What made SB 1259 fly through the Arizona Legislature and onto the Governor’s desk was an accountability provision promising to guarantee mastery of course content. Each online course would have to be accompanied by a final exam that was matched in difficulty to the state-developed AIMS test. Presumably, after sufficient psychometric magic had been performed, the new course-level final exam would “pass” no one who would not “pass” some associated AIMS exam. But this accountability provision was nothing but window dressing. A standardized test is a test that is administered under standardized conditions. Those taking it are allowed the same amount of time to finish and are treated equally in terms of accessories (i.e., one student may not be administered the exam without the aid of a smart phone while another is allowed to consult the internet for help in answering a question.). This obvious condition to impose on any test that deserves the name “accountability” could be met by sending all online students to a testing center to have their exam proctored. A private company could even set up testing centers all around the state and make itself a handsome profit (off of money that might otherwise have been sent to K12 Inc in Herndon, Virginia). Instead, modifications to SB 1259 before it reached the Governor’s desk stipulated that the final exam in the online course would have to be taken by the student in the presence of a “non-family member.” This feeble stab at instituting an accountability measure is simply laughable.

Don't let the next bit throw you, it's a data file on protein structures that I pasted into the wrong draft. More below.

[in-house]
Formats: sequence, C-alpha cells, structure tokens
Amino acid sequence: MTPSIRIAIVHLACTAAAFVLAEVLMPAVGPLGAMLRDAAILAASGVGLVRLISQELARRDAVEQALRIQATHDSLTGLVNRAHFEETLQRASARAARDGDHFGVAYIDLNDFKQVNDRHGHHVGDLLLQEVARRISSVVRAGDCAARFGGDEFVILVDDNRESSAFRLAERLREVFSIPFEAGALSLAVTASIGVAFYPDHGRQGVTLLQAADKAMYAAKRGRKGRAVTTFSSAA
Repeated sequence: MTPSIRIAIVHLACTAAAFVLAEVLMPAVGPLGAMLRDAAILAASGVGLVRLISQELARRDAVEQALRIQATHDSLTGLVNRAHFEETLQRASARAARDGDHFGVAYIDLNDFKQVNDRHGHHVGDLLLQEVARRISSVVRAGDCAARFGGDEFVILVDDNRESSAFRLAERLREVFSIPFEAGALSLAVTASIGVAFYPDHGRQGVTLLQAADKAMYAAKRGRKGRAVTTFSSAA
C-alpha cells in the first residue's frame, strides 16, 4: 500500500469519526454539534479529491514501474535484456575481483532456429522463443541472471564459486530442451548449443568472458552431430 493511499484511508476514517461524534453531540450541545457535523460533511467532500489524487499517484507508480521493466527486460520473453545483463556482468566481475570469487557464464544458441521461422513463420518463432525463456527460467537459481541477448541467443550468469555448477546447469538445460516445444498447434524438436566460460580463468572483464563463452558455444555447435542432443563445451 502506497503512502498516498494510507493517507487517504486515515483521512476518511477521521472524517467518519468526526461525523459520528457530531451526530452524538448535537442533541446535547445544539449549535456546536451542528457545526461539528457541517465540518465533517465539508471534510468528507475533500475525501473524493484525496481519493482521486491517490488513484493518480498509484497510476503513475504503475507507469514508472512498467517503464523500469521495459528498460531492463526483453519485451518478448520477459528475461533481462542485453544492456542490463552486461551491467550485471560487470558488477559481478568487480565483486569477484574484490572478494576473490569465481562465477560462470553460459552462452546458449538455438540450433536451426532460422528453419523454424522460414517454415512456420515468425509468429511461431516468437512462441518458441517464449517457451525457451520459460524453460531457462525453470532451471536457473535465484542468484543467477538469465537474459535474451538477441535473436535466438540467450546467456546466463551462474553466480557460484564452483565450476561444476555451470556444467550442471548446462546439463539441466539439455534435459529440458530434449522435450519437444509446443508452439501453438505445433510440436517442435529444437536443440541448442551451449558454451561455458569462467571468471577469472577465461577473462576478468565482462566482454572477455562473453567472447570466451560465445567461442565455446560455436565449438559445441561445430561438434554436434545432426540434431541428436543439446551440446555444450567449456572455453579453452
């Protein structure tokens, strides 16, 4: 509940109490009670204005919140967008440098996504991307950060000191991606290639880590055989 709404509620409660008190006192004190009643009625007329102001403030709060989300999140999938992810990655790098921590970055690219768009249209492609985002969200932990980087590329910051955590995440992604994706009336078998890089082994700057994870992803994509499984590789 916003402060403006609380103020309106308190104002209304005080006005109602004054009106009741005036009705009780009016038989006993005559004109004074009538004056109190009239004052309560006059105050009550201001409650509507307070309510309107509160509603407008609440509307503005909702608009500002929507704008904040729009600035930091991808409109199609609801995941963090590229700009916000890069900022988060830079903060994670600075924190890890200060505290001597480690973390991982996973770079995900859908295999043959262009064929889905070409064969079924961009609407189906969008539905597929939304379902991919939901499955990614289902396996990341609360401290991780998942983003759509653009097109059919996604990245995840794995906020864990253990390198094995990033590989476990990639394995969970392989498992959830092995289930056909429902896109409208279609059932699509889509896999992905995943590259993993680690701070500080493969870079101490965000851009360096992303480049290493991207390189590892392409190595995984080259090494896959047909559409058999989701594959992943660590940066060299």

So why did Brewer veto SB 1259? The ostensible reason was that the Governor considered it inappropriate for the state "or an entity on behalf of the state [to approve] online courses or curriculum." This refers to a “master list” of courses that would have been created by the Arizona Department of Education for delivery to students through the online program. Courses currently offered by online providers (read “K12 Inc.”) would be “grandfathered” onto the master list.
What might be the real reasons that Brewer vetoed the bill?
The development costs for creating all those final exams and linking them to the state’s AIMS test could have proved too costly for either the state or the outside companies. It is unlikely that the accountability provisions in the final drafting of the bill originated with its sponsors; they probably were added by Democrats in committee. K12 Inc. might have wanted the Governor to kill the bill so that ALEC and their lobbyists could take another run at it in a future session.
Another reason for scuttling SB 1259 could involve the new State Superintendent of Public Instruction. A technophile politician by the name of John Huppenthal recently replaced a non-educator political opportunist who ran successfully for State Attorney General. Huppenthal, a former systems analyst for one of the state’s major utility companies, may have ambitions of his own for developing a state-owned cyber-schooling capability. K12 Inc. has attempted to kill off state-operated cyber-coursework in other states (Arkansas, Tennessee) to protect and expand its market. Brewer’s veto could signal a battle between states and corporations for control of the cyber-schooling market nationwide. If so, it will be a battle where students and taxpayers lose, no matter what the outcome.
Gene V Glass
University of Colorado Boulder
Arizona State University